To Be And To Last #22

This week we explore a hidden Australian railway, a modern-day spy ring, and a $1M/year company that has taken no outside investment.

Were these spies caught by math?

In June 2010, the United States arrested 10 Russian sleeper agents who had been living under false names. A couple weeks later, they were deported in a prisoner exchange.

How were they caught? Part of it was a simple statistics problem: A Cuban numbers station that sent encrypted messages to these agents failed to use sufficiently random data when broadcasting fake messages. The result: FBI agents knew when real messages were being sent; something they could use to confirm suspected spies.

The vandalism repair company that went to prison for vandalism

Building a functional system - company, community, or country - requires the right incentives. But if you’re not careful, poorly designed incentives can create accidental monsters.

In the 1979, a small repair company landed a small $40k contract to repair damaged seats on BART (the Bay Area’s subway). Over the following years, that contract steadily increased as vandalism spiked. Eventually a chance police encounter revealed a conspiracy ring: the repair company was paid $16.50 per fixed seat, and they in turn were paying people $2-3 to slash seat cushions (a criminal affiliate program?).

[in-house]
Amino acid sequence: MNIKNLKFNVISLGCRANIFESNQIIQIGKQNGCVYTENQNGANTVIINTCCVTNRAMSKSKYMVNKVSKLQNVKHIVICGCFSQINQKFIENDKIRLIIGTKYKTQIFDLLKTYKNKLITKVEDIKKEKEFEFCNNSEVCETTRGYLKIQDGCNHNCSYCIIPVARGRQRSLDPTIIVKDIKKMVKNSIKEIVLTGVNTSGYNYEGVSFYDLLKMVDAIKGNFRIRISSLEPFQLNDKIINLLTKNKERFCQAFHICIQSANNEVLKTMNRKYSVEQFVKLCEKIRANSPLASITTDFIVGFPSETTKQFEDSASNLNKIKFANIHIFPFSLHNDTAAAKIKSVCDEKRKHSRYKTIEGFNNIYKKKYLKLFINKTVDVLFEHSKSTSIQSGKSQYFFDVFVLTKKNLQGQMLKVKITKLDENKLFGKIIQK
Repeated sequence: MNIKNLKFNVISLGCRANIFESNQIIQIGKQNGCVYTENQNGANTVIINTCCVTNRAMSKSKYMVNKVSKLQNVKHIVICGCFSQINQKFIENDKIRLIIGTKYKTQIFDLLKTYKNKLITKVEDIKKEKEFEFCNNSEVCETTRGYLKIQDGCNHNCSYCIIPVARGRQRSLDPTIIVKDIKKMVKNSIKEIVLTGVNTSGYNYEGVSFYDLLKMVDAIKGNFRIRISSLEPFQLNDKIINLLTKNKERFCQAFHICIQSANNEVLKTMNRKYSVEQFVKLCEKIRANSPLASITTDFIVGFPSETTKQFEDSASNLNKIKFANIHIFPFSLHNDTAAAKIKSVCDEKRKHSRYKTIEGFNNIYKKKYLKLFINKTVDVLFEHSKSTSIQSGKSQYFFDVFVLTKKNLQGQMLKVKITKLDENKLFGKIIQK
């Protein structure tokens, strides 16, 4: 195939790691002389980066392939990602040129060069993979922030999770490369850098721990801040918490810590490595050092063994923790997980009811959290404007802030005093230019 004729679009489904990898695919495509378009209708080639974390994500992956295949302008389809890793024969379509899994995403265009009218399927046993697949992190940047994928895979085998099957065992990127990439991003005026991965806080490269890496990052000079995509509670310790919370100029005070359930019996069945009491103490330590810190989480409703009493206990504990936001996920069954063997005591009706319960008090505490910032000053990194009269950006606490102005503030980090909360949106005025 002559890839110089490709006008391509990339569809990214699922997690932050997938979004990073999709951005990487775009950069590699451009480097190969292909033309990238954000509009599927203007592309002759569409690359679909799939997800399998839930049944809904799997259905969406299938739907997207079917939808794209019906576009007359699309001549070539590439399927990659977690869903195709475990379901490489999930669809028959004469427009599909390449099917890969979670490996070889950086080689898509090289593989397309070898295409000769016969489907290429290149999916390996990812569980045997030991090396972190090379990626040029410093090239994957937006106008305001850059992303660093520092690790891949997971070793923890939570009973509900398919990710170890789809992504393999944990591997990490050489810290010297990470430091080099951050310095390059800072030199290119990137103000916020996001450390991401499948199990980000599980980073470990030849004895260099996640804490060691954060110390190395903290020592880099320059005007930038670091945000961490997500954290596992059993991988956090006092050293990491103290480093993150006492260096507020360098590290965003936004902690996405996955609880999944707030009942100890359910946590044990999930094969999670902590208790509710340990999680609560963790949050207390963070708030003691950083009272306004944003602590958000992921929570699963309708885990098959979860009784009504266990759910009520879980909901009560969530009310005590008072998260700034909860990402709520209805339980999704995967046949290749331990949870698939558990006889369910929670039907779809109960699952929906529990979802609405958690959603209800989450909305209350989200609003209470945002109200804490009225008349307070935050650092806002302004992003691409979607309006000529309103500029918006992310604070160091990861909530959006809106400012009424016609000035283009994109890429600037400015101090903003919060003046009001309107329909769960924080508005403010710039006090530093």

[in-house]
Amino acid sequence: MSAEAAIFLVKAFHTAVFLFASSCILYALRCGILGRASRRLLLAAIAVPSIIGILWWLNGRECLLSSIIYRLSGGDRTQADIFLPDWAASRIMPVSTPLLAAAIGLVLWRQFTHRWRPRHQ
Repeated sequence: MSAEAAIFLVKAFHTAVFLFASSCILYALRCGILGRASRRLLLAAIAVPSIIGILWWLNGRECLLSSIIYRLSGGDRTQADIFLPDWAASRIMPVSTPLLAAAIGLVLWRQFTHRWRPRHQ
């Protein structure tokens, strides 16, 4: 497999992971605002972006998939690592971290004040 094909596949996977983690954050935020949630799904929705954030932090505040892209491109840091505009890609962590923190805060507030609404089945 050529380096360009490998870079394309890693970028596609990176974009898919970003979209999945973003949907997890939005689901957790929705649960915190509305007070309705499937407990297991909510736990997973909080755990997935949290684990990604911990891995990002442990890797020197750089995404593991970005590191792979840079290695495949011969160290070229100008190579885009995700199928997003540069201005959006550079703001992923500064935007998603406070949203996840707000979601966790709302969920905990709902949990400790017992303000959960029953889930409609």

Incentives powerfully change human behavior, and thoughtless incentives often have unintended results. I believe incentive design might just be the most important problem of our time.

An abandoned Australia train line

Beau Miles makes some wonderfully eccentric documentaries on his life in Australia, often centered around the value of a simple life close to nature. I quite enjoyed Beau’s hidden railway project, retracing an abandoned and now nearly invisible railway line that connected communities for 62 years before closing in 1954.

What does it take to build a $1M/year company?

I’ve learned a lot from the transparency of the bootstrap* community, especially on the topic of early growth ($0 - $100k). But I particularly enjoyed the way Canny’s retrospective goes deeper into what’s required to grow from medium to bigger (eg, $100k - $1M).

The secret? The work remains critical, but people take on increasing priority. Your ability to hire and motivate the right people will make or break a growing company.

*bootstrapping means building a company with no outside funding


To Be And To Last: Thinker Nate Desmond’s weekly roundup of long reads, contrarian thoughts, and hidden jewels that aren’t getting enough attention.

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